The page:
Bernard S. Greenberg wrote (April 26, 1998):
[To George Murnu] I think Hilde Rössl-Majdan is incomparable. I don't know Davrath's work.
Rössl-Majdan's alto is as sweet, colorful, sensitive, and stylistically balanced as any I have ever heard (Forrester comes to mind, and Mitsuko Shirai (who I've never heard sing Bach, though)).
That recording (BWV 12 & BWV 29) is listed as SVC-88-HD on the booklet with the Passion recording I just bought (Vanguard Classics, VangClass@aol.com listed, but no web page listed).
George Murnu wrote (April 26, 1998):
[To Bernard S. Greenberg] By 'not sure about the female soloists' I meant that I'm not sure if they are the ones that are featured on this recording ( from your reply they are; thank you.) I'm certainly familiar with some of their work. I do like Davrath in Haydn's "Paukenmesse' also conducted by Wöldike and also with Rössl-Majdan, Dermota anBerry.
I also know that Rössl-Majdan once recorded all the 69 Schemelli songs, but the recording never made it to CD AFAIK. As for Mitsuko Shirai, she sings Bach in a Berlin Classics recording of Magnificat (BWV 243) and cantata BWV 10 conducted by Hans-Joachim Rotzsch. I heard this recording a few years ago and wasn't impresses but my taste might change now; who knows.
Bernard S. Greenberg wrote (April 27, 1998):
[To George Murnu] As I say, I haven't heard Shirai sing Bach, but her (and husband Hartmut Höll's) Schubert and Brahms seem unsurpassable to me.
The Schemelli songs are a rarely-heard treasure; my old recording of Peter Schreier and Karl Richter in particular (is that on CD? I've never seen it) is infused with a deep and gripping spirituality. Yup, I'd sure love to hear H R-M do that... too bad it's not out there on CD.
Wöldike’s Matthew Passion
Charles Francis wrote (April 29, 2001):
< Cem Tural wrote: I have listened to the St. Metthew Passion, only from Gardiner. What do you > think about it? Any better performances of St. Metthew's? >
For comments on this performance check out [See the above thread: Wöldike Matthäuspassion released in US – April 1998]
I fully agree with the remarks by Mr. Greenberg.
William D. Kasimer wrote (April 29, 2001):
[To Charles Francis] I'm afraid that I don't. I recently picked this up from Berkshire (that's http://www.broinc.com) and was not nearly so impressed. I found much of the singing less than ideal (certainly inferior to that of other sets), particularly Ebrelius' Evangelist, and Woeldike's treatment much too cool, reverential, and undramatic.
But Berkshire is selling it so cheaply that it's worth finding out for oneself...
St. Matthew Passion – Wöldike
Bradley Lehmann wrote (July 11, 2001):
< Charles Francis wrote, regarding SMP by Rilling: I currently own the Klempler and Gardiner recordings of the St.Matthew Passion, and, unlike many listeners, enjoy both versions. Itseems that nowadays you must be in one camp or the other. However, Iam thinking of buying the Rilling version on the Hänssler BachEdition. Considering the other two performaces I possess, is the Rilling sufficiently different to justify the expense, or should Ibe looking elsewhere? Where? BTW, I have the Rilling's recording of the Bach Mass in B Minor,and enjoy it very much. Thank you very much for your time and advice.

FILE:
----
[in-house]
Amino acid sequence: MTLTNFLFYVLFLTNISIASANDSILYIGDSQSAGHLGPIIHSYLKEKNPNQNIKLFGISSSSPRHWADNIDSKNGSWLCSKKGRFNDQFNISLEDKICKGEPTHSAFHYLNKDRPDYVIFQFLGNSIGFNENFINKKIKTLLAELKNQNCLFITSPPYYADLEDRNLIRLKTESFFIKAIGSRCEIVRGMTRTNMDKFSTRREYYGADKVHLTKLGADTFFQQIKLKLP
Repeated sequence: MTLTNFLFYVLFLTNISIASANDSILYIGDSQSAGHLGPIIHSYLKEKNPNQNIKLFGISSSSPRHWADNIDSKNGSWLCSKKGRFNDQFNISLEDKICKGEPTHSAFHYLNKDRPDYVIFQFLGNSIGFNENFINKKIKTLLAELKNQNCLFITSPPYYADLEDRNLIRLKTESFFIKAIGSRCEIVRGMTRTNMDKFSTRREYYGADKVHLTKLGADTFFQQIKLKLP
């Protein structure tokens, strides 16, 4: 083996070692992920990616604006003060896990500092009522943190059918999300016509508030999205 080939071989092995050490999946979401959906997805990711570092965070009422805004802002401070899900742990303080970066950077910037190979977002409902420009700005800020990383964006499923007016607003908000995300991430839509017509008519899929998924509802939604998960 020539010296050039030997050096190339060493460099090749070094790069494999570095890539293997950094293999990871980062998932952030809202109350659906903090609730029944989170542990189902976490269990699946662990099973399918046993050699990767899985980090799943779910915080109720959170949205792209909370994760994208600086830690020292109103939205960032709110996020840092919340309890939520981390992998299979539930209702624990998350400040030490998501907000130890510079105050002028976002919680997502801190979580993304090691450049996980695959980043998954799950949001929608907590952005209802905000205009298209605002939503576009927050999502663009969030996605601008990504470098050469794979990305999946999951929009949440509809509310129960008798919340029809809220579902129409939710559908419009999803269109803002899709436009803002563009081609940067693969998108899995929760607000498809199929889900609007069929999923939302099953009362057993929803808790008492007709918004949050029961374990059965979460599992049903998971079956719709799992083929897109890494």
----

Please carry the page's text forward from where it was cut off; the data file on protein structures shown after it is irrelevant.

I have the Klemperer, Gardiner and Rilling/Hänssler recordings you mention. Unfortunately, I can't recommend either the Rilling/Hänssler 1994 recording or the stylistically similar Herreweghe recording from 1999. I'm similarly not impressed with the two Harnoncourt recordings.However, for a recording with boy's choir, the Leonhard performance with La Petite Band is highly recommended. Rillings earlier 1978 performance is much more profound than his second attempt and is worth having. The Munchinger 1965 recording is also good, but the legendary 1959 Richter recording is even better, and in the same style. Wöldike's 1959 performance is also excellent, but I'm not fond of either the 1941 Ramin or the 1954 Furwangler. With regard to Scherchen's 1953 recording, it probably has some of the most expressive arias going, but I can't stand his choir sound (in the Klemperer recording, it's the other way round!).
To summarise, in your position, I'd probably go for three not-to-be missed performances: Leonhard, Richter and Wöldike. Choir aside, the Scherchen is also to be recommended with its dramatic performance and great aria singers. [snip] >
Second the recommendation of the Wöldike SMP! Beautiful. Walter Berry's "Mache dich, mein Herze, rein" is itself reason enough to get it. Did it ever make it to CD?
The live one by Mengelberg is also something.
Charles Francis wrote (July 11, 2001):
[To Brad Lehman] The Wöldike is available in 20-bit digital (now how's that for marketing!). It's yours for a mere $8.97:
BTW, which label is your Mengelberg on?
Bradley Lehman wrote (July 11, 2001):
[To Charles Francis] Mengelberg on Philips, probably out of print. I got it used from somebody who lost the booklet and nearly destroyed all the discs, looks like they've been underfoot on gravel...but they still play.
Thanks for the Wöldike link!
Lieder wrote (July 11, 2001):
[To Charles Francis] Yes, I see the Wöldike at Berkshire, and will certainly purchase it? I have another disc (Kodaly Cello Sonata) at about the same price ($8.87) in my shopping cart, and this together with the Wöldike will put me over the requesite minimum. How does Bershire survive. Thanks a million.
Jim Morrison wrote (July 11, 2001):
Wöldike? I get to show off my ignorance again and ask "who's that?" Anyone care to write in more about this recording or the conductor.